Police Department in 2004. During his thirty-two year career,
Baker served as a patrol officer, sergeant, and lieutenant, as well
as a special operations lieutenant and detective lieutenant. Baker
spent the first twenty years of his career as a patrol officer,
making him uniquely qualified to speak from a breadth and depth
|About the Author of Becoming a Police Officer - the book,
and this website - CareerPoliceOfficer.com
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|A Most Honorable
New police officers usually begin their careers possessing one of
two psychological mind sets. The first will be based on idealism,
and the belief that people really aren't that bad. This view
dictates that the authority of a police officer should be exercised
rarely and sparingly since the police officer's ability to reason
with people will almost always resolve any situation. The second
mind set will rest solely on the authority and power conveyed by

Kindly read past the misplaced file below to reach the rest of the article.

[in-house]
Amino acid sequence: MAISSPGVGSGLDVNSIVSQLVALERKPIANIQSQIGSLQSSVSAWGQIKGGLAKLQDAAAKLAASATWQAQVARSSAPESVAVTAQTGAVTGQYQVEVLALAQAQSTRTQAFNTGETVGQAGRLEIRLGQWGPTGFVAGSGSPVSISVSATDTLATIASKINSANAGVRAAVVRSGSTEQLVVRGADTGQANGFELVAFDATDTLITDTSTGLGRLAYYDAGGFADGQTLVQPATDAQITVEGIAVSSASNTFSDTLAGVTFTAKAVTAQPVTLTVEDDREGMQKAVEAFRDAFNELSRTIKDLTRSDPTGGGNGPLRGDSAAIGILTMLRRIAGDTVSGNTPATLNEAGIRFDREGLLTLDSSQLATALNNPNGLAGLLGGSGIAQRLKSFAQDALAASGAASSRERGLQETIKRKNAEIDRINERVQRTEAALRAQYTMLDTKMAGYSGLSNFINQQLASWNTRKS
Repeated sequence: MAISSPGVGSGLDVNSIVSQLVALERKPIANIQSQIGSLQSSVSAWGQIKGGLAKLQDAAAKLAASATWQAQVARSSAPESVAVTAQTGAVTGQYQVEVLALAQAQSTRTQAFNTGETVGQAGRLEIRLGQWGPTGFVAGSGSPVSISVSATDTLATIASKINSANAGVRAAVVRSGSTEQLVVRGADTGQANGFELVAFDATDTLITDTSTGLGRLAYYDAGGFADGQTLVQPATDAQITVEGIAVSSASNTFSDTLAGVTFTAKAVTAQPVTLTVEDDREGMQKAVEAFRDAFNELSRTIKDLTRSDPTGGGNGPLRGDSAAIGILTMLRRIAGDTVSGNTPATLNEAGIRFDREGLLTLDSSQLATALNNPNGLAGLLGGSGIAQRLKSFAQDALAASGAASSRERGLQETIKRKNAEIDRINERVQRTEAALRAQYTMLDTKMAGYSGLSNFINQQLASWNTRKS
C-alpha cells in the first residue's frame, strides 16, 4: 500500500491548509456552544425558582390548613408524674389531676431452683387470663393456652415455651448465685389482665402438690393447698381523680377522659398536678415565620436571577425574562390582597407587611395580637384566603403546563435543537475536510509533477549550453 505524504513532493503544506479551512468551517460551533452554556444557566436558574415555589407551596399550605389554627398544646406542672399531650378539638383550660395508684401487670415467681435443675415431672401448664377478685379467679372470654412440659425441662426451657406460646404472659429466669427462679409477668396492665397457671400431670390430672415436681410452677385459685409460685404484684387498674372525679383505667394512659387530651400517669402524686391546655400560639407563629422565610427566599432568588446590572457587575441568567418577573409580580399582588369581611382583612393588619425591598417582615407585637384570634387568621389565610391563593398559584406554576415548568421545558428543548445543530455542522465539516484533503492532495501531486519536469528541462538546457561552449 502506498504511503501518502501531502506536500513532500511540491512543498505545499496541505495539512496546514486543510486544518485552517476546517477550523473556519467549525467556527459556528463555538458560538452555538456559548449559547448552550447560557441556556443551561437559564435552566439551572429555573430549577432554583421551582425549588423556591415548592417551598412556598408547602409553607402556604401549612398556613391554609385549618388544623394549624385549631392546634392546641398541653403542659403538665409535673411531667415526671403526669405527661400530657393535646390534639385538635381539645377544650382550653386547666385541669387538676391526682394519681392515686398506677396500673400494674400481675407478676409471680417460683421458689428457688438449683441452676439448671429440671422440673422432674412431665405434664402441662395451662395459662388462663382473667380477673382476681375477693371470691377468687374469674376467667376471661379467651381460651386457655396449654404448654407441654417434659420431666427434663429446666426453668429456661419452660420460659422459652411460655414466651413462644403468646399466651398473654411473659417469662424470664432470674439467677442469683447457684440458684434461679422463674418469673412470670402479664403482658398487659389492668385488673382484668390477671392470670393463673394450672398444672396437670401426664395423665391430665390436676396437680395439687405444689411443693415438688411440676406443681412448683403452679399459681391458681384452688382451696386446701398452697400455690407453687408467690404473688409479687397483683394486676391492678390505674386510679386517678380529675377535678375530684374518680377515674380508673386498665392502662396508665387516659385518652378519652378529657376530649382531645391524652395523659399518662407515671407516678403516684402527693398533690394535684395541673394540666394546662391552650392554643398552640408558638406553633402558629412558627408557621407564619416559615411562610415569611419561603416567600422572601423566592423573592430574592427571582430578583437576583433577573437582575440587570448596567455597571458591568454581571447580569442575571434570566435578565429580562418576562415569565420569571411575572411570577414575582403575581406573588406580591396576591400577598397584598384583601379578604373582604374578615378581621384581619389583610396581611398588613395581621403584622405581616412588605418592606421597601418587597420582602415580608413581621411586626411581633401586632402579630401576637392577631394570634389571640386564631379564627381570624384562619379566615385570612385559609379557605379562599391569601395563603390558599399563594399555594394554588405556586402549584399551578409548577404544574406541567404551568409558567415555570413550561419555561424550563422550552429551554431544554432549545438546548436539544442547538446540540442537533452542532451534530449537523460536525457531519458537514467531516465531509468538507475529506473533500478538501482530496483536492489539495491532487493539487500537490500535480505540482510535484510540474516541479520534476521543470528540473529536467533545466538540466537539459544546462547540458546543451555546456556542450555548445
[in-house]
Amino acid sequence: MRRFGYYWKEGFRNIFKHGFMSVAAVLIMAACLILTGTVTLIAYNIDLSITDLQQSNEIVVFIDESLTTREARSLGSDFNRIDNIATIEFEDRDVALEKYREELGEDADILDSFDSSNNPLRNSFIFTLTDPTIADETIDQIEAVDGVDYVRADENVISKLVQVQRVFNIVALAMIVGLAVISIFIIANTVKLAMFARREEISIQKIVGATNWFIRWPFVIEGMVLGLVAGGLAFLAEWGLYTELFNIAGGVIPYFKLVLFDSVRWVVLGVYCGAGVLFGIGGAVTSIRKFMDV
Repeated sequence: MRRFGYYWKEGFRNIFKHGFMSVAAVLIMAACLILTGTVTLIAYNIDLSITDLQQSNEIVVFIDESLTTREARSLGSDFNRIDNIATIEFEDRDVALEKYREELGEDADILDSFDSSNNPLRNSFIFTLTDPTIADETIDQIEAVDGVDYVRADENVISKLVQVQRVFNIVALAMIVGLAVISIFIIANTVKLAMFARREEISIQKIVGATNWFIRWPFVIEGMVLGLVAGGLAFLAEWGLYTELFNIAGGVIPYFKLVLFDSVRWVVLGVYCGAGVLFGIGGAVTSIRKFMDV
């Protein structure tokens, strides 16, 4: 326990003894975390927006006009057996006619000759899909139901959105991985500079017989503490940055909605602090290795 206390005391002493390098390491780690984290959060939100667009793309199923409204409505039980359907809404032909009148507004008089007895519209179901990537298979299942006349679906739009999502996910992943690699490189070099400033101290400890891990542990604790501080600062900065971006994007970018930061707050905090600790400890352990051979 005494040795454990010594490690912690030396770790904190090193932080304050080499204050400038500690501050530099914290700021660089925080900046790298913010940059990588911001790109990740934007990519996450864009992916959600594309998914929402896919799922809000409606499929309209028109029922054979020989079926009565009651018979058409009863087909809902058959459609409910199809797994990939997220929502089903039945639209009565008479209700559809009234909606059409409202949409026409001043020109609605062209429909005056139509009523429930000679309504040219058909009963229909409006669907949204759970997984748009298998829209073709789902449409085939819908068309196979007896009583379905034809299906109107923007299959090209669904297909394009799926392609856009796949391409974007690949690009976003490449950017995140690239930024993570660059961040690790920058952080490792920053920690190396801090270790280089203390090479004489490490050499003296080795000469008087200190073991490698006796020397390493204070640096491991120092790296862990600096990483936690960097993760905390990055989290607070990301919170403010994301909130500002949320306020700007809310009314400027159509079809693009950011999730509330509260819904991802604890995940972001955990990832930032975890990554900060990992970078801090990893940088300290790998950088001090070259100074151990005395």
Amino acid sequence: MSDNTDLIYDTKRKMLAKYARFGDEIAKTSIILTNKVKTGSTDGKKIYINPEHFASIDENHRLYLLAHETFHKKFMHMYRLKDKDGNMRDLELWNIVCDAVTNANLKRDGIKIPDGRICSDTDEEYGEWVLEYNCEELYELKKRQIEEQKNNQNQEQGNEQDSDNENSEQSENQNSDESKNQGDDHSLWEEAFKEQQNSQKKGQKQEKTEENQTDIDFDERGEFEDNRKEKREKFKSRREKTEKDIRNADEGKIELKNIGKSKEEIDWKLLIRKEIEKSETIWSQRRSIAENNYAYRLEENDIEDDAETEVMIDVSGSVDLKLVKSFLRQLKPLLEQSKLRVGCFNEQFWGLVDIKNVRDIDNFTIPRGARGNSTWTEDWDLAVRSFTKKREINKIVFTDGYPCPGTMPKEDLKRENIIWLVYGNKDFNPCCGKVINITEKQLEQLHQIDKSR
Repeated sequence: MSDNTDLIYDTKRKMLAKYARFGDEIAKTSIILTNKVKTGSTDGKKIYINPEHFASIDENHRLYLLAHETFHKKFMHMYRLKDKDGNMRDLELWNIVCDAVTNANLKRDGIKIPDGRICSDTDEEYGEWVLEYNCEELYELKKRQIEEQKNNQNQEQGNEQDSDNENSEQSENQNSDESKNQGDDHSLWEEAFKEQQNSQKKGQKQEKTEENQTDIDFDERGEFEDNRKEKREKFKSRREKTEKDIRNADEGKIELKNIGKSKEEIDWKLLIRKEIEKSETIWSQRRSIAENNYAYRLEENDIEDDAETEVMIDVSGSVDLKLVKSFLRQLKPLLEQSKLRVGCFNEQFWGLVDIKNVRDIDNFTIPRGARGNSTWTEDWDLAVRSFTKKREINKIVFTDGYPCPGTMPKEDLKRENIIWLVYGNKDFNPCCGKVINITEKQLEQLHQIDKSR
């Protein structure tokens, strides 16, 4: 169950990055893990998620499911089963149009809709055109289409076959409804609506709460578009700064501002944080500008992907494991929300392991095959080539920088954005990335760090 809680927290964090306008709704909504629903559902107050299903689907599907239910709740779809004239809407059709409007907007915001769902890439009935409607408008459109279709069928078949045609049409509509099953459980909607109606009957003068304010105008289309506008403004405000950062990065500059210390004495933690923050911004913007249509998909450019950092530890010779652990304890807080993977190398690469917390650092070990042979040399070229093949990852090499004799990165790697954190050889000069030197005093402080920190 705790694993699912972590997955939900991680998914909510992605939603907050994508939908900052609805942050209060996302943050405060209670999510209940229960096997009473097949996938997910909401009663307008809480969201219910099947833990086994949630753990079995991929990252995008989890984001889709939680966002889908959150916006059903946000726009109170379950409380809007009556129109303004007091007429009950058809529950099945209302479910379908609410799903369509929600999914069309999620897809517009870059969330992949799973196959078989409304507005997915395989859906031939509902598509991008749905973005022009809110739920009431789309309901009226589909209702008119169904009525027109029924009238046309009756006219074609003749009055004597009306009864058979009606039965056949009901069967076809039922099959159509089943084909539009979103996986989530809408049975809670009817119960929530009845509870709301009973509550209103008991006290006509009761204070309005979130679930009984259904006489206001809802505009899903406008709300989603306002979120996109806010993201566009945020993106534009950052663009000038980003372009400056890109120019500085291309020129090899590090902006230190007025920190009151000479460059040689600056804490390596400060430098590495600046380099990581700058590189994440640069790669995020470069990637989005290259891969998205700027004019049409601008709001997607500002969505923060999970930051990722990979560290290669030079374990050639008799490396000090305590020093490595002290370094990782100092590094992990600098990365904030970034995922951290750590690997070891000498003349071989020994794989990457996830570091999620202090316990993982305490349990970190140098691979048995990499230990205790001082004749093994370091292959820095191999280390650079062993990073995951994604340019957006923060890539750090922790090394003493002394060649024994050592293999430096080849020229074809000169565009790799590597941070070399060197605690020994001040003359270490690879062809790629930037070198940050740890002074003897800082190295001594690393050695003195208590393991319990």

the badge the police officer wears. In this mind set, the police
officer will make a quick and final determination for the solution
of any situation based upon the police officer's initial
understanding, or impression, of circumstances.
While the first mind set is naive, it's probably the best way to
start. You'll quickly learn that a lot of people are just simply
bad, and you'll soon start moving toward the middle of the mind
set scale. The second mind set isn't nearly as susceptible to
change as the first. Power can be as intoxicating as any drug and